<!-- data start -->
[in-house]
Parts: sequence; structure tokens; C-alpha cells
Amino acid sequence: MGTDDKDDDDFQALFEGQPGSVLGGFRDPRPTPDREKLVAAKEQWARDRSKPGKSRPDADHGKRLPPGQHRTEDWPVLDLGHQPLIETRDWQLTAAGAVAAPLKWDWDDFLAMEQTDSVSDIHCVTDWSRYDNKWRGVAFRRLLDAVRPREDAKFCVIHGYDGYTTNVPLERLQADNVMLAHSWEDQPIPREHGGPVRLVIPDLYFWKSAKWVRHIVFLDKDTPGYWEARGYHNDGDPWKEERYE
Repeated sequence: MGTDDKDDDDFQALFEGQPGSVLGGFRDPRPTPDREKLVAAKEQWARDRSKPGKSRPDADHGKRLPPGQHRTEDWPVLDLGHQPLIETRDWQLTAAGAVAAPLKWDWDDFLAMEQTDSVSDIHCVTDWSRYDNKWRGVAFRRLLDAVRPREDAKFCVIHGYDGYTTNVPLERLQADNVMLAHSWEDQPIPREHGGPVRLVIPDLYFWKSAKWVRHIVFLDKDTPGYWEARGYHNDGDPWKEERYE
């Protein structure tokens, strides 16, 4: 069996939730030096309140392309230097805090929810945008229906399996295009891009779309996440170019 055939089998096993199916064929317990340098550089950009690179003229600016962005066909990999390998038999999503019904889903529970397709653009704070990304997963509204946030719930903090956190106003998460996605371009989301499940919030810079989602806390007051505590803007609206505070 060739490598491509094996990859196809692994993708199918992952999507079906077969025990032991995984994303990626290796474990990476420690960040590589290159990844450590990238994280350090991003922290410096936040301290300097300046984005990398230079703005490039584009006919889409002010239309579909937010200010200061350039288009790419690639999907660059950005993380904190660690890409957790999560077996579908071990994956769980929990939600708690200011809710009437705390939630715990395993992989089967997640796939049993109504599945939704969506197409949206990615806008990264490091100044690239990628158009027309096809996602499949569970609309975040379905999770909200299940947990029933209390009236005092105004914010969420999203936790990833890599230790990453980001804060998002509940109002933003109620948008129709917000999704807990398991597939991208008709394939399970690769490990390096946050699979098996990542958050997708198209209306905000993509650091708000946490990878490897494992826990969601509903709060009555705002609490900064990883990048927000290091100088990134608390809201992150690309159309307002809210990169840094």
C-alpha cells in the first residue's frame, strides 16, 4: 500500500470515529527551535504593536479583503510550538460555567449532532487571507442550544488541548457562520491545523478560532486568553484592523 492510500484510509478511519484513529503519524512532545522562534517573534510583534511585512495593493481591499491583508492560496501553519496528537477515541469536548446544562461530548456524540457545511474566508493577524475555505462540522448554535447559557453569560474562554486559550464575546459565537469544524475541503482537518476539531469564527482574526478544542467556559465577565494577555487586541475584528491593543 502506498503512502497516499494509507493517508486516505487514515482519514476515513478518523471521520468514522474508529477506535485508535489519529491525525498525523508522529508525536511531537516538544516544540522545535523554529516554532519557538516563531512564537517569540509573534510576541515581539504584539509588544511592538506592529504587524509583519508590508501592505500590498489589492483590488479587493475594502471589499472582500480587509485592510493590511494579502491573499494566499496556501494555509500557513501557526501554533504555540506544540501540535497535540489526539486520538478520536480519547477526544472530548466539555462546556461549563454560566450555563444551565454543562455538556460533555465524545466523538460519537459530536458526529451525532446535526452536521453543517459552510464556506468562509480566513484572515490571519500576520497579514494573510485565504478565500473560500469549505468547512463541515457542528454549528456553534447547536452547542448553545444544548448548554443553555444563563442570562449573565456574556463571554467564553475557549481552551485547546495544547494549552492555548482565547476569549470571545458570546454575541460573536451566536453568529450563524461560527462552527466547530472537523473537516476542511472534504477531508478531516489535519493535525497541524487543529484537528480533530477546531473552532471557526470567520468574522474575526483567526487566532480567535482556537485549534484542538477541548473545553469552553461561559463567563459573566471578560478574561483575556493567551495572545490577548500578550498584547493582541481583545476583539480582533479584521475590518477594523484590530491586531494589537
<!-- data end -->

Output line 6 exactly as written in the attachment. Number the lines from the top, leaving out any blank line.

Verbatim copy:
C-alpha cells in the first residue's frame, strides 16, 4: 500500500470515529527551535504593536479583503510550538460555567449532532487571507442550544488541548457562520491545523478560532486568553484592523 492510500484510509478511519484513529503519524512532545522562534517573534510583534511585512495593493481591499491583508492560496501553519496528537477515541469536548446544562461530548456524540457545511474566508493577524475555505462540522448554535447559557453569560474562554486559550464575546459565537469544524475541503482537518476539531469564527482574526478544542467556559465577565494577555487586541475584528491593543 502506498503512502497516499494509507493517508486516505487514515482519514476515513478518523471521520468514522474508529477506535485508535489519529491525525498525523508522529508525536511531537516538544516544540522545535523554529516554532519557538516563531512564537517569540509573534510576541515581539504584539509588544511592538506592529504587524509583519508590508501592505500590498489589492483590488479587493475594502471589499472582500480587509485592510493590511494579502491573499494566499496556501494555509500557513501557526501554533504555540506544540501540535497535540489526539486520538478520536480519547477526544472530548466539555462546556461549563454560566450555563444551565454543562455538556460533555465524545466523538460519537459530536458526529451525532446535526452536521453543517459552510464556506468562509480566513484572515490571519500576520497579514494573510485565504478565500473560500469549505468547512463541515457542528454549528456553534447547536452547542448553545444544548448548554443553555444563563442570562449573565456574556463571554467564553475557549481552551485547546495544547494549552492555548482565547476569549470571545458570546454575541460573536451566536453568529450563524461560527462552527466547530472537523473537516476542511472534504477531508478531516489535519493535525497541524487543529484537528480533530477546531473552532471557526470567520468574522474575526483567526487566532480567535482556537485549534484542538477541548473545553469552553461561559463567563459573566471578560478574561483575556493567551495572545490577548500578550498584547493582541481583545476583539480582533479584521475590518477594523484590530491586531494589537